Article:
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This is a "mini-net" of pages that explores our solar system, stars, extra-solar planets, the theories about the past and future of the universe, and human exploration of space.

This site is the Regular version; there is also an Advanced version for people who want more in-depth information.

Brief Galactic Overview

The Milky Way is a galaxy that contains at least 200 billion stars. It is an average-size galaxy of the barred spiral class. This means that there is a central bulge, with arms, which extend for many light-years*. However, the term "barred" means that its central bulge is elongated; in the Milky Way, this elongation is at a ratio of 2:3, meaning that it is about one and a half times as long as it is wide.

The Milky Way has five distinct arms protruding from the central bulge. Their names are as follows: the Cygnus Arm, Centarus Arm, Sagittarius Arm, Orion Arm, and Perseus Arm. Our solar system lies in the Orion Arm.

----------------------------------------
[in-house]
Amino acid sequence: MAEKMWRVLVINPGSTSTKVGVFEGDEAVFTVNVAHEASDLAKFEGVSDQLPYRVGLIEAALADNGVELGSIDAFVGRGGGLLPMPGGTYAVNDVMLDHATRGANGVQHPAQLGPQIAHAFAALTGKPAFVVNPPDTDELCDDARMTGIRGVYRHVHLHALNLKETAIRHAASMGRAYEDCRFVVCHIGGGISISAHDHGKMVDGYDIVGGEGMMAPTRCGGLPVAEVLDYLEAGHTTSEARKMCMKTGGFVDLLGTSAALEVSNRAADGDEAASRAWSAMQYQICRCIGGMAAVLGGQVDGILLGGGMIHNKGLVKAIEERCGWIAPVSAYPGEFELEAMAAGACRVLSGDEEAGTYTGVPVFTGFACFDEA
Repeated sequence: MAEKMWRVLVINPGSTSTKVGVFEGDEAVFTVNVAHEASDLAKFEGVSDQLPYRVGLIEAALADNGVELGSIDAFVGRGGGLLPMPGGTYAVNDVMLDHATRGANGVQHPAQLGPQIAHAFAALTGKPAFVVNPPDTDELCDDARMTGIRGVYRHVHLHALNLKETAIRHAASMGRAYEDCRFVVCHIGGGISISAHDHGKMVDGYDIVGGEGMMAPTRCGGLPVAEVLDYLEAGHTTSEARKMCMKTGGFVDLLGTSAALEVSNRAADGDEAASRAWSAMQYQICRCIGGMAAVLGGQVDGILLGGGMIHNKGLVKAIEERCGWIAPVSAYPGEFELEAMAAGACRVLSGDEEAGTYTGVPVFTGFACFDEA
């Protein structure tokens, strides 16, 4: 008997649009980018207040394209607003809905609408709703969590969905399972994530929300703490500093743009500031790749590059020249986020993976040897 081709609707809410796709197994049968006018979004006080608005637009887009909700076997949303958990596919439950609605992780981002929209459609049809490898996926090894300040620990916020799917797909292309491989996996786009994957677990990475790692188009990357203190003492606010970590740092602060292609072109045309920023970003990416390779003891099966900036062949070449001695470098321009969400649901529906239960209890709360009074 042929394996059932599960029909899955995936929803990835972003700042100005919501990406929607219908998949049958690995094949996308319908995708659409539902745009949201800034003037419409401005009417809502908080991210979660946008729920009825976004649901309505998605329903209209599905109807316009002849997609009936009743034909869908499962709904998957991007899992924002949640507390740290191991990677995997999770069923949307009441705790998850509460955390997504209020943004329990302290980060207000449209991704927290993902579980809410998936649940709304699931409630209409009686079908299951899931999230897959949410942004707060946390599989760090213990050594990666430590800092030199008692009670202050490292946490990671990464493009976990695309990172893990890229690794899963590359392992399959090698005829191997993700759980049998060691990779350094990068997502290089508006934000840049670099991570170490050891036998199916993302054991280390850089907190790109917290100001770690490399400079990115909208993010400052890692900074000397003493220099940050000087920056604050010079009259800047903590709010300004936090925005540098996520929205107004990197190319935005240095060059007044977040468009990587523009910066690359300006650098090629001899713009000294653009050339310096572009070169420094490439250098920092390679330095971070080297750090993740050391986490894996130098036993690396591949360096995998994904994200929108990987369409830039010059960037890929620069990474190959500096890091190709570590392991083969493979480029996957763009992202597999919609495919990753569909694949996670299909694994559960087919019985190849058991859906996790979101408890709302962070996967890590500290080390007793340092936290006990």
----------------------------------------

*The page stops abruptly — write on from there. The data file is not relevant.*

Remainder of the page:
The Milky Way belongs to a group of galaxies that is known as the Local Group. The Local Group contains about 30 galaxies, two of which are the Andromeda Galaxy and the Triangulum Galaxy. The Local Group is 6 million light-years (3.5x1019 miles) in diameter.

In turn, the Local Group belongs to a much larger group of galaxies known as the Virgo Supercluster. The Milky Way lies on the outer edge of the supercluster. The Virgo Supercluster is about 100 million light-years (6x1020 miles) in diameter.

The Milky Way is 100,000 light-years (6x1017 miles) in diameter. The Milky Way takes approximately 240 million years to rotate, clockwise, even though the arm that we are in is whipping around the center at about 465,000 miles an hour. At that speed, a space ship from Earth would only need a half an hour to get to the moon!

The known universe consists of about 200 to 300 billion galaxies.

*One light-year is about 5,680,368,000,000 miles; see the glossary.

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This site was last updated on September 13, 2006.
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